I was lucky enough to represent Flying Dog Brewery in a recent article that highlighted us as “Twitter All-Stars”. Click here to see the article.
After reading the final product (which I think is well-written and highlights some great uses of Twitter), I came up with a few additional thoughts.
- The real power in Twitter is the conversation. It’s fine drop links and post TwitPic, but loyalty comes from interaction, so monitor the number of “@ replies” and direct messages to measure the effectiveness of your tweets.
- Who are the people/consumers that have a high level of involvement with your tweets? These are the people that respond to your questions, look at your TwitPics, send direct messages for product information. Know who these people are, and find ways to increase your interaction with them. But be sure to keep it on their terms.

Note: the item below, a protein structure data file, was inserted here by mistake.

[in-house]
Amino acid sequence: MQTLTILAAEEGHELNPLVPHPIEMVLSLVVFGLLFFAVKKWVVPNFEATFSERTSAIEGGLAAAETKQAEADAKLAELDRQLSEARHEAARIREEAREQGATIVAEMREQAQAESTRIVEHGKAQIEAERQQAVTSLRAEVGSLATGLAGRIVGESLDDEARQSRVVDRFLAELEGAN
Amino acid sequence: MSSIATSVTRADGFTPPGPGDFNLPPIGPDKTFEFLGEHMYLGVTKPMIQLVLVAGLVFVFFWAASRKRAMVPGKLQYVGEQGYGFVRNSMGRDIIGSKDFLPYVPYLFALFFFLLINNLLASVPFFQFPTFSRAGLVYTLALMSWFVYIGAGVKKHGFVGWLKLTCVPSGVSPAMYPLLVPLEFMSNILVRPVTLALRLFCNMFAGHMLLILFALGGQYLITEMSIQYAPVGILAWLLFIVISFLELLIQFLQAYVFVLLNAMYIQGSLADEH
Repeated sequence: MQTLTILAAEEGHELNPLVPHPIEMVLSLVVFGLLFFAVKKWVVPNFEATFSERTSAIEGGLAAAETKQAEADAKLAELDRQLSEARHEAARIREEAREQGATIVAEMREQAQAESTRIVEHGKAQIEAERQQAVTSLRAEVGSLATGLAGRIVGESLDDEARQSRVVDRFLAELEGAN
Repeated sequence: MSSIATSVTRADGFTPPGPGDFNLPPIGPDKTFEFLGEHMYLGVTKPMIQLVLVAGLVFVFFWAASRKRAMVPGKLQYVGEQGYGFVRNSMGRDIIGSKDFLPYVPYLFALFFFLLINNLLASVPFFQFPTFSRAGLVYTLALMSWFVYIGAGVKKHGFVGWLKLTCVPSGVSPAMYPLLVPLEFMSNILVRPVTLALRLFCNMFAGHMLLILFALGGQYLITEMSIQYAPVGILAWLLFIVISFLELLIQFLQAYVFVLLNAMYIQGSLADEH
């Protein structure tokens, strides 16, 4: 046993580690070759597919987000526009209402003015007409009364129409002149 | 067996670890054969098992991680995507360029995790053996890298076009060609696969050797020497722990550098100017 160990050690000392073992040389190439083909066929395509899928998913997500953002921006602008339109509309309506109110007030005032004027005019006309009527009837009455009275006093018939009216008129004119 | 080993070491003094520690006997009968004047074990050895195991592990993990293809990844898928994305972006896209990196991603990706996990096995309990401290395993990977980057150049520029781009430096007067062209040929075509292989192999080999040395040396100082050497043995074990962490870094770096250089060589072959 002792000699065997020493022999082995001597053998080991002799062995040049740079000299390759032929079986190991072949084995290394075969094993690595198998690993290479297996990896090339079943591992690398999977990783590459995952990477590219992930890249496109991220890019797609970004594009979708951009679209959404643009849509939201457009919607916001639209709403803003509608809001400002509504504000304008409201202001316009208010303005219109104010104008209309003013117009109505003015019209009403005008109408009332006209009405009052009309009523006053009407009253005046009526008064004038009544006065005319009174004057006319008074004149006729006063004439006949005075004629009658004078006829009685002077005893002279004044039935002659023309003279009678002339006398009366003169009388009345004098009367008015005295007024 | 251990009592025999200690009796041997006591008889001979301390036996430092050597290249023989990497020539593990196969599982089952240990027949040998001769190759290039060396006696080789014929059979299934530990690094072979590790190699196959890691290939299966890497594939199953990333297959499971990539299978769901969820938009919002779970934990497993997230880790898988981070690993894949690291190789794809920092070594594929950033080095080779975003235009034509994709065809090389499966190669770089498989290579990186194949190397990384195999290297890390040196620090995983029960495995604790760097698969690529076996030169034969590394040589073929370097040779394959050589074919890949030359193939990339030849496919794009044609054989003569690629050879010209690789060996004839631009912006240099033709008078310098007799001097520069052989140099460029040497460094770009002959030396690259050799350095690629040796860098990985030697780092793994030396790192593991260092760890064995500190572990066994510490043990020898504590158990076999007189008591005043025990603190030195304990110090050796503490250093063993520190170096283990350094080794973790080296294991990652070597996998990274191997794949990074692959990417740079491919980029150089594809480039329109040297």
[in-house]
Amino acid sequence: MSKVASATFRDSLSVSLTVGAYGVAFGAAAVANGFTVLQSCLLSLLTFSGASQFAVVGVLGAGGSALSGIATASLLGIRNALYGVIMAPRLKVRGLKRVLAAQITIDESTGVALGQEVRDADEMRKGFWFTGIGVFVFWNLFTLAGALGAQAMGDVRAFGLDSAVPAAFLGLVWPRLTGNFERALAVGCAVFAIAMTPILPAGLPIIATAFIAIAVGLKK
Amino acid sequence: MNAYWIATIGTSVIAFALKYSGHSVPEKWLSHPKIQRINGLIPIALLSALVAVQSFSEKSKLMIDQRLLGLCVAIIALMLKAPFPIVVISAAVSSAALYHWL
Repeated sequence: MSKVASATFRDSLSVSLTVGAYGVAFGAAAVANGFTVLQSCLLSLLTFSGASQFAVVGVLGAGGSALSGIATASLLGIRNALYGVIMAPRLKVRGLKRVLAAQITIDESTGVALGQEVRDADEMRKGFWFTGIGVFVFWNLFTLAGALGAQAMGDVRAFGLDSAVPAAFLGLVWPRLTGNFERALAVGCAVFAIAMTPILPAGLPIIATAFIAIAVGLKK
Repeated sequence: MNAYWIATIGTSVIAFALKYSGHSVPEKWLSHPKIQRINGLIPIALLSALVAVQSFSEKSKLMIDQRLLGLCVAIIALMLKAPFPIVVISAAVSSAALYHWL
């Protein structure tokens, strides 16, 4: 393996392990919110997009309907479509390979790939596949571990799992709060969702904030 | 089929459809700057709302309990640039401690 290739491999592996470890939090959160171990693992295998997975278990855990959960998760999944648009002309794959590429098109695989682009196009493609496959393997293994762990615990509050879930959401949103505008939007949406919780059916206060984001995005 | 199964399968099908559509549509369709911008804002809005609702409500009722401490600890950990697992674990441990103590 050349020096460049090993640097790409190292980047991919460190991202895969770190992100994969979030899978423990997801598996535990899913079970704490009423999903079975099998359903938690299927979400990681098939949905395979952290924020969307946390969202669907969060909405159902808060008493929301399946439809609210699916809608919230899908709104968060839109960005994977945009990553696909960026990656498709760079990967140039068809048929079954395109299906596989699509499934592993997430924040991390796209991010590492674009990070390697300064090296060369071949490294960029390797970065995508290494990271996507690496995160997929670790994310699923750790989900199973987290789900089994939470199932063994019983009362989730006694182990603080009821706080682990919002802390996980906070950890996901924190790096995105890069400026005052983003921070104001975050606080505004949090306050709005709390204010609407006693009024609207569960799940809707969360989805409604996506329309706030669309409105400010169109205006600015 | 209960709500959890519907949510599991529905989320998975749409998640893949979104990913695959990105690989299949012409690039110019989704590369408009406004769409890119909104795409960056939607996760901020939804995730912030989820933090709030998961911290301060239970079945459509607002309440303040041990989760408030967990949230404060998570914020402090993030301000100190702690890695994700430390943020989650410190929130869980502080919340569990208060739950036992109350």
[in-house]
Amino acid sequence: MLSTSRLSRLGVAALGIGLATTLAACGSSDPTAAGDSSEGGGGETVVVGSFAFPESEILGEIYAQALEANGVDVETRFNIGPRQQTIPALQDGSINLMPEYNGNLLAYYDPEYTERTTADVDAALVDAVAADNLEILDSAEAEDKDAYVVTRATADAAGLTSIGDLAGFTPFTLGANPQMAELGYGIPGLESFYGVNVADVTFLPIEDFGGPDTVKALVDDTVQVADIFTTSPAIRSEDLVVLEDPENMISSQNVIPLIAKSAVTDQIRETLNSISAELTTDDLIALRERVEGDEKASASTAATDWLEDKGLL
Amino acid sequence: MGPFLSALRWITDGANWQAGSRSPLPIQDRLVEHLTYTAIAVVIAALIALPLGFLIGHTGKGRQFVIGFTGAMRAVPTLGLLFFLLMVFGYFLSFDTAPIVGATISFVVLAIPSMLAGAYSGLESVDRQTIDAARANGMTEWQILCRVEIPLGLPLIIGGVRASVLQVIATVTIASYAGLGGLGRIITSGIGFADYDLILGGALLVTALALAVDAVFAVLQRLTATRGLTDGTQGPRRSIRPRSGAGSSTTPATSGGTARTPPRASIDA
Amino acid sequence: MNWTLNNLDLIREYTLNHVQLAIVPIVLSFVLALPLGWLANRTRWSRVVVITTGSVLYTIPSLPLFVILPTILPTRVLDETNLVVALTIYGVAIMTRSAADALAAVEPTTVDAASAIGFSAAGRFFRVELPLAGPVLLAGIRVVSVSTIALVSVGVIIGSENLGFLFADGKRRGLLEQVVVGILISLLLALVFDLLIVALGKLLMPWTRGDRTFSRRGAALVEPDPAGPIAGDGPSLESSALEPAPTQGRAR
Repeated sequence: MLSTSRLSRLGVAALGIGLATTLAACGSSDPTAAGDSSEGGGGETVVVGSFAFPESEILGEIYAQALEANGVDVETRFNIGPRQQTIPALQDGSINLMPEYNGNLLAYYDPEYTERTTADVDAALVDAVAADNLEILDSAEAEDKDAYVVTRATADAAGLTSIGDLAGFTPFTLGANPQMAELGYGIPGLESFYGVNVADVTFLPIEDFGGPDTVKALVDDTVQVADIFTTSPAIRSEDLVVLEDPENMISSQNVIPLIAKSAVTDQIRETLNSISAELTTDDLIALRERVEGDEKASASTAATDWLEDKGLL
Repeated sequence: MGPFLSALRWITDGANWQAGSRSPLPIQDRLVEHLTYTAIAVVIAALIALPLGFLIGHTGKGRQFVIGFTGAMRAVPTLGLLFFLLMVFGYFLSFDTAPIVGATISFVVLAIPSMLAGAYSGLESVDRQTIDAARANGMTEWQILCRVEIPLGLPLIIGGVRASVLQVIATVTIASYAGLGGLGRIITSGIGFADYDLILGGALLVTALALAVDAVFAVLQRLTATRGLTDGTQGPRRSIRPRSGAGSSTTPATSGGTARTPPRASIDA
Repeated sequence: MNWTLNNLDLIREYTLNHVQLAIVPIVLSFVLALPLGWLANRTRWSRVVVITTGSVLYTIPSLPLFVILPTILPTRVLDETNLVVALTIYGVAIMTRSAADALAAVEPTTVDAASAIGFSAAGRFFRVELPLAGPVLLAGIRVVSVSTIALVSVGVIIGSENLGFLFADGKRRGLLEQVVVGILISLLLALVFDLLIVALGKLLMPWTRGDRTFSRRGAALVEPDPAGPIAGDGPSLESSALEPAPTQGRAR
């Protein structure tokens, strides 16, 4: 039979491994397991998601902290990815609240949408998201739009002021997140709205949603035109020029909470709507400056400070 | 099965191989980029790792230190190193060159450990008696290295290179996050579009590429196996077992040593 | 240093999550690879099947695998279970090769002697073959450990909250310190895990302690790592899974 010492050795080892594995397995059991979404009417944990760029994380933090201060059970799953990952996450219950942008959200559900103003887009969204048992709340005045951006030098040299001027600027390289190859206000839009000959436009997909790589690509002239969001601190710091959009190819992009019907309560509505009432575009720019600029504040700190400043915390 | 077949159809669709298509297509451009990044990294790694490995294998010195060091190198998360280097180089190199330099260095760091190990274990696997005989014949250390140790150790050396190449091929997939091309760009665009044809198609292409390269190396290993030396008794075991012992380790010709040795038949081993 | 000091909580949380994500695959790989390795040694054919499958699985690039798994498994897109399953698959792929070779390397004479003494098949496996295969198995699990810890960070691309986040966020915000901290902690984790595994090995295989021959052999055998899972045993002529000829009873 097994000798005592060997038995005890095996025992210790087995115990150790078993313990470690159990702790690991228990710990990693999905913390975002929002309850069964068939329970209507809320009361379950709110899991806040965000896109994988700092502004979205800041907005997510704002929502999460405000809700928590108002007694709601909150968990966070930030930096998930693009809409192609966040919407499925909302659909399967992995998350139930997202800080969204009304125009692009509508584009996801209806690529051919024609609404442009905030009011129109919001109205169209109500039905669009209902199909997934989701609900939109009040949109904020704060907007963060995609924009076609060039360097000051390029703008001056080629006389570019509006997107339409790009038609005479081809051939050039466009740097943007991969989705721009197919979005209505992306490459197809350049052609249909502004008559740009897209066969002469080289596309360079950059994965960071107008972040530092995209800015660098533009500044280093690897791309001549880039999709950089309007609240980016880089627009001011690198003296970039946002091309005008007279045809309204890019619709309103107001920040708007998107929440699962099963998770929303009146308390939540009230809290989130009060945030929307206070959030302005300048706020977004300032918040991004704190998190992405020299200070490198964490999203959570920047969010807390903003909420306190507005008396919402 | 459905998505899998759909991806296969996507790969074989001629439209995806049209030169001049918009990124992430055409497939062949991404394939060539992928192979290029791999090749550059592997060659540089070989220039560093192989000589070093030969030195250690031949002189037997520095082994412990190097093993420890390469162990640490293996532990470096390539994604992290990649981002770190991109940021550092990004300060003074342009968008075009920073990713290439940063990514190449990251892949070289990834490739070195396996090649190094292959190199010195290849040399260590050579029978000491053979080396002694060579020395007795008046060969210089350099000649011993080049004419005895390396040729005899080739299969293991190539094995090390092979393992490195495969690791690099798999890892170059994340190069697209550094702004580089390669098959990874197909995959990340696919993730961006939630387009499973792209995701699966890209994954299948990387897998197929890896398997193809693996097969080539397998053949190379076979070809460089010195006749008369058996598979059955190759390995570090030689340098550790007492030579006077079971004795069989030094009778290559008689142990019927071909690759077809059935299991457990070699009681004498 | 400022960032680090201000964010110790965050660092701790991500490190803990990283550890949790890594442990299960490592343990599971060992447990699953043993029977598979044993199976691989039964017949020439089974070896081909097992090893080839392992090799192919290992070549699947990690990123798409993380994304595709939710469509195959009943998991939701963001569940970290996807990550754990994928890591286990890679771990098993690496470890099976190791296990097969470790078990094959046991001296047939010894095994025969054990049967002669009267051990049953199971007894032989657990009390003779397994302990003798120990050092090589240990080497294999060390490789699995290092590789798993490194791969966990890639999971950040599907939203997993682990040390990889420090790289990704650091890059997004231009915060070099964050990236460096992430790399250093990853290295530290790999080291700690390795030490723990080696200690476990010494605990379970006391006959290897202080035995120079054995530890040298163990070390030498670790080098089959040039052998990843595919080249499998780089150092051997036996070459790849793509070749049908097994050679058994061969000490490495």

- Be prepared to respond. Unless someone on your staff can carve out some time to respond to questions and interact with your followers, you may want to reconsider your Tweeting. If you Tweet right, you’re gong to get questions on product/service availability, sponsorship requests, advertising pitches, consumer complaints, consumer compliments and everything in between. Obviously, some of these interactions may not warrant responses, but most will – so be prepared.
One final thought: Twitter is still really new and looks really stupid to the people that are just finding out about it. If you’re one of these people that doesn’t really get it, but is curious about all the Twitter talk – take the 30 day challenge. Open an account and post at least one tweet, everyday for a month. Don’t force yourself to do anything more than that and you’ll get a feel as to whether it’s right for you or not. And if it’s not right for you, it probably not right for your brand – yet.